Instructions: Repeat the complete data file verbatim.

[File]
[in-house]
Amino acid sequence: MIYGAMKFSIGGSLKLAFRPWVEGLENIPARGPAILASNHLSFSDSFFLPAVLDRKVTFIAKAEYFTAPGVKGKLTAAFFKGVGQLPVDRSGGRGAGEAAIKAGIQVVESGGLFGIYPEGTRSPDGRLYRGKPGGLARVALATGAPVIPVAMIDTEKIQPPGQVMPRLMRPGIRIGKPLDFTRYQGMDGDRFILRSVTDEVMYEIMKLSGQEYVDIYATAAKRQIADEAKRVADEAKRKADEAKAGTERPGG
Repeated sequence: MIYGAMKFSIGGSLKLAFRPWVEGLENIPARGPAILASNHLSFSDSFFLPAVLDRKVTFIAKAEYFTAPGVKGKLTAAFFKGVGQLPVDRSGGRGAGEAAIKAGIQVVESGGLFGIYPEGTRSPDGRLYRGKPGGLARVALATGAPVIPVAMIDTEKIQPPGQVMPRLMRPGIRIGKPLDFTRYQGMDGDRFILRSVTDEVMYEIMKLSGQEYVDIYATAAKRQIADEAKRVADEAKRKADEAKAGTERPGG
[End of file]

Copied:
[in-house]
Amino acid sequence: MIYGAMKFSIGGSLKLAFRPWVEGLENIPARGPAILASNHLSFSDSFFLPAVLDRKVTFIAKAEYFTAPGVKGKLTAAFFKGVGQLPVDRSGGRGAGEAAIKAGIQVVESGGLFGIYPEGTRSPDGRLYRGKPGGLARVALATGAPVIPVAMIDTEKIQPPGQVMPRLMRPGIRIGKPLDFTRYQGMDGDRFILRSVTDEVMYEIMKLSGQEYVDIYATAAKRQIADEAKRVADEAKRKADEAKAGTERPGG
Repeated sequence: MIYGAMKFSIGGSLKLAFRPWVEGLENIPARGPAILASNHLSFSDSFFLPAVLDRKVTFIAKAEYFTAPGVKGKLTAAFFKGVGQLPVDRSGGRGAGEAAIKAGIQVVESGGLFGIYPEGTRSPDGRLYRGKPGGLARVALATGAPVIPVAMIDTEKIQPPGQVMPRLMRPGIRIGKPLDFTRYQGMDGDRFILRSVTDEVMYEIMKLSGQEYVDIYATAAKRQIADEAKRVADEAKRKADEAKAGTERPGG